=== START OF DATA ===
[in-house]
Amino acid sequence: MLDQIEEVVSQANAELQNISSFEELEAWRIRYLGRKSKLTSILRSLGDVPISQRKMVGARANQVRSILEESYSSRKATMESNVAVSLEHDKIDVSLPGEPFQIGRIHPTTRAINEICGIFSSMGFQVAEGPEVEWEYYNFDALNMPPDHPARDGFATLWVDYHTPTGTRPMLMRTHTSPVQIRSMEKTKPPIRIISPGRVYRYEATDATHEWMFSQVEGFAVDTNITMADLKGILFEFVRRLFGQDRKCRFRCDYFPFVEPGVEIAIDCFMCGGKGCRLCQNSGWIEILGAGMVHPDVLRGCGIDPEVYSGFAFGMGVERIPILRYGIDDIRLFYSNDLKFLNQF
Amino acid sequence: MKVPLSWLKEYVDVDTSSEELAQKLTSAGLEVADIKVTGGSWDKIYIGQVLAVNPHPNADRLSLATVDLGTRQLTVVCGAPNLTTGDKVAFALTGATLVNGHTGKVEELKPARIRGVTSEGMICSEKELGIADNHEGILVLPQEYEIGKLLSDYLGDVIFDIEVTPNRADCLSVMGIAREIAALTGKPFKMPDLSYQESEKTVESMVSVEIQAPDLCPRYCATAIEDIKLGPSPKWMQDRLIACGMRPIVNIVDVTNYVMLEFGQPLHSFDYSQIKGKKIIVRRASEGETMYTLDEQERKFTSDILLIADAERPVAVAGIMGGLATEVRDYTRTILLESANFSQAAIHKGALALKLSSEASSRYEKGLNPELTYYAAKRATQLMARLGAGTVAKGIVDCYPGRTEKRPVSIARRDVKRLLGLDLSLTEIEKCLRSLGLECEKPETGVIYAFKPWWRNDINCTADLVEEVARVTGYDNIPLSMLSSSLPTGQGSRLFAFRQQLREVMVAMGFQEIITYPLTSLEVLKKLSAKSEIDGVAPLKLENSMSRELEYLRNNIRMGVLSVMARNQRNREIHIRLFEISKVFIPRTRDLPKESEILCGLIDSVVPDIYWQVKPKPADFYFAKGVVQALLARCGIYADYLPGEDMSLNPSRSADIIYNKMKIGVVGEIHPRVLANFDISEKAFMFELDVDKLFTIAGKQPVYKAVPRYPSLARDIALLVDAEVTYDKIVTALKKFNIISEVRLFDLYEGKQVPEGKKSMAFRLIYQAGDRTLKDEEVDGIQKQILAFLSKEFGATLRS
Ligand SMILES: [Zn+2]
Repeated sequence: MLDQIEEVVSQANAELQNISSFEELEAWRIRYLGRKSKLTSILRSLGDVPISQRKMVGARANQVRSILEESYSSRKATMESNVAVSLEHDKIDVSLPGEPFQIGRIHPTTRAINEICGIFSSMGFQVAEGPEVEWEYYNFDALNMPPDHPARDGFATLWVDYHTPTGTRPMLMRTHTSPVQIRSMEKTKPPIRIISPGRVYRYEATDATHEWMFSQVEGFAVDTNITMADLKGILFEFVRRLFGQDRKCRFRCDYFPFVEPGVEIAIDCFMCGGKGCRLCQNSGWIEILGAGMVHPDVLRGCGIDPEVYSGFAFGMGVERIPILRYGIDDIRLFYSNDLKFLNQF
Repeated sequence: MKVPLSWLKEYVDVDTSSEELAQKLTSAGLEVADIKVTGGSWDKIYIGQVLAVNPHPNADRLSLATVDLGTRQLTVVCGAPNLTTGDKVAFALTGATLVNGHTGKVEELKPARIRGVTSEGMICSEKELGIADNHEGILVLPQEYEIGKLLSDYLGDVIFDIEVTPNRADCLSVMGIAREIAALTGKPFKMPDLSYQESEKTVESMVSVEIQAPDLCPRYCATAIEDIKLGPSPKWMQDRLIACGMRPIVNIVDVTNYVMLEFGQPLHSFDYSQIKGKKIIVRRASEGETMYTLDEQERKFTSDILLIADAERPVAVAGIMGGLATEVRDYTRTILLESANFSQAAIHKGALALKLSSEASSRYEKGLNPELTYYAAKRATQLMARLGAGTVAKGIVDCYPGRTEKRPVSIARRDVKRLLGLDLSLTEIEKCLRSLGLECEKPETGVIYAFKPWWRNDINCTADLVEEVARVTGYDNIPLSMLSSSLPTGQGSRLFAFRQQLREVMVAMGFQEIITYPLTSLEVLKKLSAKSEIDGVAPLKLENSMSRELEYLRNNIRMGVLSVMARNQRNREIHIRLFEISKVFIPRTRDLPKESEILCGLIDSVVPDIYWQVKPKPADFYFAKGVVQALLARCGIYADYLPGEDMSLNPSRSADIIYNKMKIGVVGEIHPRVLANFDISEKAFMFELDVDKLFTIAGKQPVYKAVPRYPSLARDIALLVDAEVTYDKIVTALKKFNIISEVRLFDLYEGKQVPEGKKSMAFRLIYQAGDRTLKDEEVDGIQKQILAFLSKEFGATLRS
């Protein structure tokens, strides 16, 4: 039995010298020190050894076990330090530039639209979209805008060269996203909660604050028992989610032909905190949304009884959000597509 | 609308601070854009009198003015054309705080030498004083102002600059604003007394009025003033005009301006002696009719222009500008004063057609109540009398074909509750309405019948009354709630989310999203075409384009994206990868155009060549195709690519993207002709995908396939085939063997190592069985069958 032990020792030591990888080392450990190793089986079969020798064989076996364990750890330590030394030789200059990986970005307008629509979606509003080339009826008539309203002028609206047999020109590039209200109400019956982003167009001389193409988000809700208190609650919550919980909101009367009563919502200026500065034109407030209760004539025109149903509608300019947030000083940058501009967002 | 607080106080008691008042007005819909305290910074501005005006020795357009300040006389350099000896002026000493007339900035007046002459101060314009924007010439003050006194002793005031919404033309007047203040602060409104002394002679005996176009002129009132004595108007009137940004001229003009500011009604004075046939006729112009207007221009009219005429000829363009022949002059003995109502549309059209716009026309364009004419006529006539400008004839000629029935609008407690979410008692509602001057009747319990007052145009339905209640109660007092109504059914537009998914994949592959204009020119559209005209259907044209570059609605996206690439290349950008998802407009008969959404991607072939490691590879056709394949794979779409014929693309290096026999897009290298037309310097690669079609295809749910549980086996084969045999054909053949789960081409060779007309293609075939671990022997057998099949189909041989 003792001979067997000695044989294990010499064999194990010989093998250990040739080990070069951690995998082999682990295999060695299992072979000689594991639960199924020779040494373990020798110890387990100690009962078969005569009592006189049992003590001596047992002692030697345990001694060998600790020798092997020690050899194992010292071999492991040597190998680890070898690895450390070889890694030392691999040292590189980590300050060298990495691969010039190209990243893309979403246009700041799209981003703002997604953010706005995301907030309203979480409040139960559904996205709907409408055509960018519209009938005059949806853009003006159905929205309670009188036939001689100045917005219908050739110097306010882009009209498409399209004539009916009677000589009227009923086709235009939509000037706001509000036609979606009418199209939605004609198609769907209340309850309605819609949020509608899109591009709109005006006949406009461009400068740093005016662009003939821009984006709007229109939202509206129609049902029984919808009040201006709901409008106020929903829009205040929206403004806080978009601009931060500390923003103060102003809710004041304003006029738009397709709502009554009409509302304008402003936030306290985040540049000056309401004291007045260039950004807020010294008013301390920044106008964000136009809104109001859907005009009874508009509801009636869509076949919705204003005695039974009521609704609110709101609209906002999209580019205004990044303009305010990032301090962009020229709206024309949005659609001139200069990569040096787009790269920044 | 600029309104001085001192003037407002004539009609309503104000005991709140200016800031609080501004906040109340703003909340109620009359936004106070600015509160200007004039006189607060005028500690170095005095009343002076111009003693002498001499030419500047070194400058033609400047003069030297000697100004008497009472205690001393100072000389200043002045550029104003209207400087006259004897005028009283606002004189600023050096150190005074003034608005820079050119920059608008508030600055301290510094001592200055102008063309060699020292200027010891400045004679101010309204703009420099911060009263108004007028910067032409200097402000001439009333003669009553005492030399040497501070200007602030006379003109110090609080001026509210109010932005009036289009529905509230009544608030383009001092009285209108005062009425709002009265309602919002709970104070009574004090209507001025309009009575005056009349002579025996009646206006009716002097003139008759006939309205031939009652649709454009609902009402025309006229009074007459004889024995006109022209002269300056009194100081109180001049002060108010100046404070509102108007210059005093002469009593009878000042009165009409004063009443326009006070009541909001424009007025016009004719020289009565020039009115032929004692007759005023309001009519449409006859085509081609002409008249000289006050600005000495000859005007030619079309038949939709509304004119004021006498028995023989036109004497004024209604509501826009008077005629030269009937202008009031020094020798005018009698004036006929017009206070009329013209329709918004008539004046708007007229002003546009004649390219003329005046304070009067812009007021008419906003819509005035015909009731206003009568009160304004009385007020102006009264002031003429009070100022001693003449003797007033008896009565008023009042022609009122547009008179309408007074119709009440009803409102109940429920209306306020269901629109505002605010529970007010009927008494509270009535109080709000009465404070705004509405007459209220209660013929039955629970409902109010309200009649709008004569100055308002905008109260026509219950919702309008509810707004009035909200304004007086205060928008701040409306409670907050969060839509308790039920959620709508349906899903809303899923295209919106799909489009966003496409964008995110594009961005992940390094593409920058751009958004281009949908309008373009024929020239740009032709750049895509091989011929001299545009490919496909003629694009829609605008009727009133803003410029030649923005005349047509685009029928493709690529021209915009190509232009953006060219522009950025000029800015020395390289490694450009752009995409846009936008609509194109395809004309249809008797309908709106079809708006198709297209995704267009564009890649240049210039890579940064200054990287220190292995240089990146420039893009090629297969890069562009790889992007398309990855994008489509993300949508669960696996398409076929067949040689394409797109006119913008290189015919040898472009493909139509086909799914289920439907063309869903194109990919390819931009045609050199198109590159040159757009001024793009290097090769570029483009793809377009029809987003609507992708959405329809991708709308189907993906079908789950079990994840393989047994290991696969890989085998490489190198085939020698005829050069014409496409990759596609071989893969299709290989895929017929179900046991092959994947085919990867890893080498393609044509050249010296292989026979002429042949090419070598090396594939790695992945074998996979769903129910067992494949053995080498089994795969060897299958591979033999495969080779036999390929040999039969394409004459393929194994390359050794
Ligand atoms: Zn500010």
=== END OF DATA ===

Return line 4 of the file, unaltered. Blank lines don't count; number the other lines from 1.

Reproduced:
Ligand SMILES: [Zn+2]